You won’t find us on Facebook.

 

Goodbye Facebook! The Standish Group has deleted our account and will no longer post items there.  We thought long and hard about taking this action as we learned more and more about how Cambridge Analytica and other Facebook third parties were using our data. The last straw was when both Mark Zuckerberg and Sheryl Sandberg claimed they did not know how this happened and were also ignorant about the subsequent cover-up. Ellen Hancock, who served as CTO for Apple Computer and spent 30 years in management at IBM’s Communication Products division, suggested on pm2go.com that we think about Facebook in the light of other companies that have experienced problems or scandals. The first question is always “Did the CEO know?” In some cases, perhaps not—but regardless, the CEO was in charge. Not knowing is not an excuse. The CEO—and the COO—are the commanders of the ship and must take responsibility for what happens on their watch.

Hancock went on to say that it is the responsibility of the executives to ask the right questions. As an executive, you cannot say “I didn’t know” when something goes wrong. The comeback is, why didn’t you know? You are the CEO. That means you have the responsibility to ask the right questions. You’re expected to understand and monitor the ethos of your organization. It’s a culture issue, not a management issue and, as has been said, a fish rots from the head down. Wex International’s George Hogan suggests, in another pm2go blog, that executives are responsible for creating and maintaining a culture of trust, honor, and ethics. This creates user trust.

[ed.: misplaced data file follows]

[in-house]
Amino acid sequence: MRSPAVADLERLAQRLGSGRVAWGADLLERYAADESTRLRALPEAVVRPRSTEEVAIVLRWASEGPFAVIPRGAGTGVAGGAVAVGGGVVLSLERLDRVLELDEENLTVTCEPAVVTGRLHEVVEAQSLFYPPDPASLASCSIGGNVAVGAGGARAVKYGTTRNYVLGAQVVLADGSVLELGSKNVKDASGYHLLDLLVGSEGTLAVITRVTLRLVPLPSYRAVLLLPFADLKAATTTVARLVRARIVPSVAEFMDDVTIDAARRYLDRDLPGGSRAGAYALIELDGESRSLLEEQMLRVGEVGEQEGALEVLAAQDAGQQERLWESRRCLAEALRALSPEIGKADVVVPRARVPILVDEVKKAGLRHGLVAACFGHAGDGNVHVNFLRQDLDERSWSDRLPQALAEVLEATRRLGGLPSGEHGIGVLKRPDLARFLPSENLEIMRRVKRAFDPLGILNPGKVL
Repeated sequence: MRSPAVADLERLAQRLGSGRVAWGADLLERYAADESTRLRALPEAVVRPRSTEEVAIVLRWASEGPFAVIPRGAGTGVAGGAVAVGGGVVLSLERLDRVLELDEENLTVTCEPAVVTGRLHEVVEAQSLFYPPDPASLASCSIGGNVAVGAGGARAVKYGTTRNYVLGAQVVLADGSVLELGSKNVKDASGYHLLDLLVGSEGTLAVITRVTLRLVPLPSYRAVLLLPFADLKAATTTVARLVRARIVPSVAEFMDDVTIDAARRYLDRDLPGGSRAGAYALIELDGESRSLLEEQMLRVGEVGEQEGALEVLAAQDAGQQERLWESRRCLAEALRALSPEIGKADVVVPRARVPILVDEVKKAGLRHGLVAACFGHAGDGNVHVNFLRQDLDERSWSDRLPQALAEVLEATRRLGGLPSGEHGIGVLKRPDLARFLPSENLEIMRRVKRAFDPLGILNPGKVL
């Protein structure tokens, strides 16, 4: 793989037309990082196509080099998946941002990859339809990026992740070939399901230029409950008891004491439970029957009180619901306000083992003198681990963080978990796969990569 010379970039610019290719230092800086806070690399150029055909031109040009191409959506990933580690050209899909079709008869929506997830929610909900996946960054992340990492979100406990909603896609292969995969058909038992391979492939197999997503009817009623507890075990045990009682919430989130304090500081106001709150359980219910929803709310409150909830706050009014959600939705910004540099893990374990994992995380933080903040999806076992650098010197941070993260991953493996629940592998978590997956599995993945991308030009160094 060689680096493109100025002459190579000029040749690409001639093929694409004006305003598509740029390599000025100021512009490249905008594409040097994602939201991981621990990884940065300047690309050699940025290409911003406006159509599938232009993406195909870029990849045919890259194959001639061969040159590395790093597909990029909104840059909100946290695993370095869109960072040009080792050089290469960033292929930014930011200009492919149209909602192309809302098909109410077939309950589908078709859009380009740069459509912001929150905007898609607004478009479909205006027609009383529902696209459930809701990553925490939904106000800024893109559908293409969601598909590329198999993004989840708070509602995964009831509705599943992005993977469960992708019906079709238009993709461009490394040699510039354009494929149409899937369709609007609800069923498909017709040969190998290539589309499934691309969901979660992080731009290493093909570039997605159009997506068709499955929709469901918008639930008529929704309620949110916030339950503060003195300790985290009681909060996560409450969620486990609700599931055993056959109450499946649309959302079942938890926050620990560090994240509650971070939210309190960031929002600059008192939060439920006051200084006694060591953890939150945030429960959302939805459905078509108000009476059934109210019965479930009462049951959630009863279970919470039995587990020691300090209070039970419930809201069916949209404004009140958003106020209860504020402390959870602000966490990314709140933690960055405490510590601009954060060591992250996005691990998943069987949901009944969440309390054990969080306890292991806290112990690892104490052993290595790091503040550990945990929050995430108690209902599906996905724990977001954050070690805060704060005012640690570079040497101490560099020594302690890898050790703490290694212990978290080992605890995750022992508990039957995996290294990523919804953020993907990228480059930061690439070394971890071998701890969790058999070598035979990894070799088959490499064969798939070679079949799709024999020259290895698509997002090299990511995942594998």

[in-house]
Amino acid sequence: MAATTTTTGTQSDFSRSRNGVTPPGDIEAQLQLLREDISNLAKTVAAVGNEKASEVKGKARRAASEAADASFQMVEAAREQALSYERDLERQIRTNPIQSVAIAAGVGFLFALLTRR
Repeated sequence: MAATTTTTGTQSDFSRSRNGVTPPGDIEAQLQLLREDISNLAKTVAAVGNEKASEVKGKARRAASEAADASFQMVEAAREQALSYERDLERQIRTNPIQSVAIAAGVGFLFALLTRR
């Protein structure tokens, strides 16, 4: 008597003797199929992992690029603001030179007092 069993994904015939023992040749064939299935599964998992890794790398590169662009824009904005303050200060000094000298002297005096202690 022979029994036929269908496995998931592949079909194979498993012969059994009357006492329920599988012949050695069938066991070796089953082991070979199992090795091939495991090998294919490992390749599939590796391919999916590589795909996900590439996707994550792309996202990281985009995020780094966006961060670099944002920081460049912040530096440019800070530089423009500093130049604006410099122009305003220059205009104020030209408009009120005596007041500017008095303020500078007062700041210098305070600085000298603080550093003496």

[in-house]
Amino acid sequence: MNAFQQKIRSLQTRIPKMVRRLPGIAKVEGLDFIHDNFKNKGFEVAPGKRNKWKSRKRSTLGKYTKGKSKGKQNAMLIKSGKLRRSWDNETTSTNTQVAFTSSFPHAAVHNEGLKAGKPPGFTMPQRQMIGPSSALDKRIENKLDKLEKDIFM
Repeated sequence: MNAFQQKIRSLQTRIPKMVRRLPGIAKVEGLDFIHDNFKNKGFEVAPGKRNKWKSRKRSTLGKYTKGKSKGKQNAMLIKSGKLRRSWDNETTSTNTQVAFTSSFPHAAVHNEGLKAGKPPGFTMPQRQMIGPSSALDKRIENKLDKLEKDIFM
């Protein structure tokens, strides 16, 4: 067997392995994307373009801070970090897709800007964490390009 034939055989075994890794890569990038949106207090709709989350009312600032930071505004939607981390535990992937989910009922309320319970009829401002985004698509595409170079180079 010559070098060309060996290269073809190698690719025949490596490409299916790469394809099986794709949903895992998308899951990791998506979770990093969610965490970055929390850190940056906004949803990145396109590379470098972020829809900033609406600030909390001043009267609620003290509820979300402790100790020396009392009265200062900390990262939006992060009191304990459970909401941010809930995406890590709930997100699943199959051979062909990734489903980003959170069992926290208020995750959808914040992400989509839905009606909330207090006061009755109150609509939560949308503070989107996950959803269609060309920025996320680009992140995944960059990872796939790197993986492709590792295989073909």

The right question for me is “Do I have confidence that Zuckerberg and Sandberg will do the right thing to protect their users and their data?”  To be more specific, does Facebook, the organization, have the will to make changes that protect the data of their users?  The answer is—I’m not confident that they do.  The United States government, on the other hand, does have the ability to protect users from this type of abuse.  Europe, with the GDPR, is leading the way, and I call on US government leaders to do the same. 

The Standish Group is, of course, not concerned about loss or leakage of the information we provide, since most of our public posts are duplicated on Tweeter and Linkedin.  However, Facebook is capable of reaching beyond our information into the information and data of our contacts. Therefore, just being on Facebook exposes our customers, friends, family and general contacts to the company’s bad behavior. It would be irresponsible for us to continue using Facebook. To Facebook we say goodbye. And to you, we say—don’t find us on Facebook. 

By Jim Johnson

 

 



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Subject Matter

General Interest
 

About the Author:

Author

Jim Johnson

Jim Johnson is a professor at the Antwerp Management School and the founder and chairman of The Standish Group. He has been professionally involved in the computer industry for over 40 years and has a long list of published books, papers, articles and speeches. He has a combination of technical, marketing, and research achievements focused on mission-critical applications and technology. He is best known for his research on project performance and early recognizing technology trends. Jim is a pioneer of modern research techniques and continues to advance in the research industry through case-based analytical technology.

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